Cunning kept on his merry way with another goal to start the quarter and big Matt Lowden was a popular goal scorer coming down from the backline to join in Canada’s goalkicking party. Further goals came including Fleming from the pocket, Rhys Harris on the run out of the center and Clayton Holmes. Finland got the ball forward one last time for what most watching hoped would be a score, but it was not to be. The final margin was 130 points to the Canadians.

The Icebreakers showed plenty of heart but seemed a little out of their comfort zone with the size of the ground and tired as the game went on. We were certainly impressed with their ability and style but on the day outdone by a much more experienced and well drilled opponent. The Canadians couldn’t be faulted on the day once they got the rusty kicking of the first quarter out of the way. Their multiple goal kickers looked very dangerous and move well and are well fed by an accurate and direct midfield.

With Ireland awaiting Finland they can likely expect more of the same. But as their coach Israel Barker said after the game “the guys now know what to expect”. Canada face Sweden who surprised a few with their competitive showing against the Irish today, but Canada should be too strong for them.

2.9 (21)1/40.0 (0)
8.12 (60)1/20.0 (0)
12.18 (90)3/40.0 (0)
18.22 (130)Full0.0 (0)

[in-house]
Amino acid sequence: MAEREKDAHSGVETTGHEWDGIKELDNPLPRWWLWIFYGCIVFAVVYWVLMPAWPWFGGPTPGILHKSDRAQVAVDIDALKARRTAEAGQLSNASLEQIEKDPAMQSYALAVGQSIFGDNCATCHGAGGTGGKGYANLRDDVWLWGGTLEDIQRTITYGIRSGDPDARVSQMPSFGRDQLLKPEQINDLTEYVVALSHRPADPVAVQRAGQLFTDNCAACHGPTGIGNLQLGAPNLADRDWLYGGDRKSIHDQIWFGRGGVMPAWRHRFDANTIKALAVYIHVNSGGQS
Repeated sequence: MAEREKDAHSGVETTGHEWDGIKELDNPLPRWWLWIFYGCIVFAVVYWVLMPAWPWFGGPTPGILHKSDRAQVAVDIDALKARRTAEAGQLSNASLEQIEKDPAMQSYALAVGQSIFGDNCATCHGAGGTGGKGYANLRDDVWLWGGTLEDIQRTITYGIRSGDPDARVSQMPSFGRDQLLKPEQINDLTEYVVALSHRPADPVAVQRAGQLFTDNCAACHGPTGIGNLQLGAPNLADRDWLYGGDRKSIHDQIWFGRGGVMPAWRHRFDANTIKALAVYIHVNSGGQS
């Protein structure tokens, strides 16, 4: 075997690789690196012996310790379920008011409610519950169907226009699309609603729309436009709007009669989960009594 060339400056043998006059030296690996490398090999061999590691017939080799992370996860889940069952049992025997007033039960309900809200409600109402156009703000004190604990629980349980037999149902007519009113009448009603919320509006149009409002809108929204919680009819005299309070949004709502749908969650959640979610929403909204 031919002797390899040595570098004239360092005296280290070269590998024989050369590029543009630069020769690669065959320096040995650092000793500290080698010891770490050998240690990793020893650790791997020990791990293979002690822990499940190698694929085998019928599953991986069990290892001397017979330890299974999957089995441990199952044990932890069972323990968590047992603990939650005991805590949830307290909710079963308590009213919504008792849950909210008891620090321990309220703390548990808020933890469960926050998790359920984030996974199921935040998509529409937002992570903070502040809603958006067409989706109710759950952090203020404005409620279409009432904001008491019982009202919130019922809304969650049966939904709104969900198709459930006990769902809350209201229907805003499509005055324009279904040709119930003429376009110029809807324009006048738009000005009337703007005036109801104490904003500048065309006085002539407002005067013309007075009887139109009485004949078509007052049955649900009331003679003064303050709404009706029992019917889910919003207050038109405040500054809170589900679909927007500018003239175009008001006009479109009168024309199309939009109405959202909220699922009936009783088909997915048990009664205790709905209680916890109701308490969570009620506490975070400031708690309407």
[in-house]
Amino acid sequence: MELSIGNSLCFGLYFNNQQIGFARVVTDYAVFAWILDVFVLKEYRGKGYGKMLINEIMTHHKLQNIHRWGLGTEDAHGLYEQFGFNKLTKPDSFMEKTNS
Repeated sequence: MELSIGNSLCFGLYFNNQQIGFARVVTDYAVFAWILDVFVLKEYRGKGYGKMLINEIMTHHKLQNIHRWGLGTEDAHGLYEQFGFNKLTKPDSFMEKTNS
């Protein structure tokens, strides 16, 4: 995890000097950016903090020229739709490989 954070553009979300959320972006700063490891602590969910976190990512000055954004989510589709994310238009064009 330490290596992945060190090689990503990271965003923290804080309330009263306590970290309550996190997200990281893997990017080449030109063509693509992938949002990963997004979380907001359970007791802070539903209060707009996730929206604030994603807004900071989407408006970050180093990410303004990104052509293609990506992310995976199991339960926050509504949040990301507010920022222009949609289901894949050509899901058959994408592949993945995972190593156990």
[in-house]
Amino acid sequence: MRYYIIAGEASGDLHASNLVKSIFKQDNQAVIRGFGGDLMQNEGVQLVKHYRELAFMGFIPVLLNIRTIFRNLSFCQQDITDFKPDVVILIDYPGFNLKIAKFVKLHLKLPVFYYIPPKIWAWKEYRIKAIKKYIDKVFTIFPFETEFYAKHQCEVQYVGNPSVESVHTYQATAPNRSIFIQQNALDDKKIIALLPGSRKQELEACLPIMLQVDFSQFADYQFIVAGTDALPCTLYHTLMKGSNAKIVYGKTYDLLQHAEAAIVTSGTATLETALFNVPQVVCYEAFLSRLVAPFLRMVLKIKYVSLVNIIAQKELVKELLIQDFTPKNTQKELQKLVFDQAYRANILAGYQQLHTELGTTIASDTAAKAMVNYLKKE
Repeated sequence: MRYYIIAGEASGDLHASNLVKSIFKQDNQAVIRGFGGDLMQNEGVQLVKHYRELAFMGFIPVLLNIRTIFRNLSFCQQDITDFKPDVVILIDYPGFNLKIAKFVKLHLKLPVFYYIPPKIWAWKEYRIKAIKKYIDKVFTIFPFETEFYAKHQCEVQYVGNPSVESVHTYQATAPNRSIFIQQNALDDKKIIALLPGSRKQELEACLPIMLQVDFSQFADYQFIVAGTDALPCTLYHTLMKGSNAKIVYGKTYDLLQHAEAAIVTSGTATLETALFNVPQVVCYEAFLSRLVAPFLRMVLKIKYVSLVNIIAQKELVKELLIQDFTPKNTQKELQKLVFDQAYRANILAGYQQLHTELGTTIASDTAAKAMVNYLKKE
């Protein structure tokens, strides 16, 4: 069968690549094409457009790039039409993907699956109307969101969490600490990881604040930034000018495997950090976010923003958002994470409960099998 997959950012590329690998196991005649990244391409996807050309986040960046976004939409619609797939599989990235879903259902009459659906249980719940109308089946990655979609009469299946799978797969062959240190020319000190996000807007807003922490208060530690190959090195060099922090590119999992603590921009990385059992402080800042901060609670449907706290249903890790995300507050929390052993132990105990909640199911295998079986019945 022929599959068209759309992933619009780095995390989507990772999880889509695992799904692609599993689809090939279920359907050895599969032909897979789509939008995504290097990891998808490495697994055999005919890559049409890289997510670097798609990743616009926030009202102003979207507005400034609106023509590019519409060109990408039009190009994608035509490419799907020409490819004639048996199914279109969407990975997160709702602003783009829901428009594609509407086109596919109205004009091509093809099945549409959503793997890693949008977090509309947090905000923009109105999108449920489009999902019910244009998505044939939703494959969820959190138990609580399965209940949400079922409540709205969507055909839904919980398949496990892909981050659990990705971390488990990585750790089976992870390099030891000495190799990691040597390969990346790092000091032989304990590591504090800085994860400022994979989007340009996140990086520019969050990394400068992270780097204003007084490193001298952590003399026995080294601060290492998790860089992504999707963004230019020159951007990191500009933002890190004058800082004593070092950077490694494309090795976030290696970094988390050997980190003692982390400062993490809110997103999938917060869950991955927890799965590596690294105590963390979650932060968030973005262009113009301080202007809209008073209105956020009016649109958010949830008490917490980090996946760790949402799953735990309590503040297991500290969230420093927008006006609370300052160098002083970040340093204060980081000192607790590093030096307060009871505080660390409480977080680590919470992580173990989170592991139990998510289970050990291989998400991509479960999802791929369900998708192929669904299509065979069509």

Goal Kickers: C. Cunning 6, S. Fleming 4, A. Falcioni, R. Harris, J. Maitland, D. Mcllravey, T. Dimacakos, C. Holmes, M. Lowden, M. Lovett
Best Players: J. Maitland, D. Simnett, C. Cunning, S. Fleming, M. Lowden, M. Lovett
Best Players: J. Saarinen, F. Romar, S. Doherty, I. Barker, J. Nieminen, K. Byrne

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Northwind blow Icebreakers away | 2 comments | Create New Account
The following comments are owned by whomever posted them. This site is not responsible for what they say.
Northwind blow Icebreakers away
Authored by: JB on Thursday, August 28 2008 @ 12:56 am ACST

Great game for Canada and it is boding well for a great match against Ireland down in Warnambol. It is good to see the guys sharing the scoring around which will provide plenty of headaches for the opposition back line to match up.
It has to be remembered that the Northwind guys mainly come out of the Ontario AFL (OAFL) and have been playing together for a lot longer and more often than most teams represented at the IC, so this may be an important factor in close games that are sure to come. The fact that the team beat the US last yeat inicates that Canada is definately a chance to go deep into the tournament this time around and cement their spot as one of the best teams in the competition. GO NORTHWIND.

Northwind blow Icebreakers away
Authored by: Michael Christiansen on Thursday, August 28 2008 @ 09:51 am ACST

Good to see Scott Fleming, he looked alright.

How indicative the game was though, but, he looked alright. (GC17 material??)

It is a shame that there wasn't 2 divisions, you feel sorry for the Finns that they have to back up against Ireland. Hopefully they'll be able to field a team against Sweden.

There's a clear difference in 'professionalism' of the more established nations with longer history, juniors, sponsorship, larger squads based more on merit than availability. The good teams are playing now at a pretty good standard.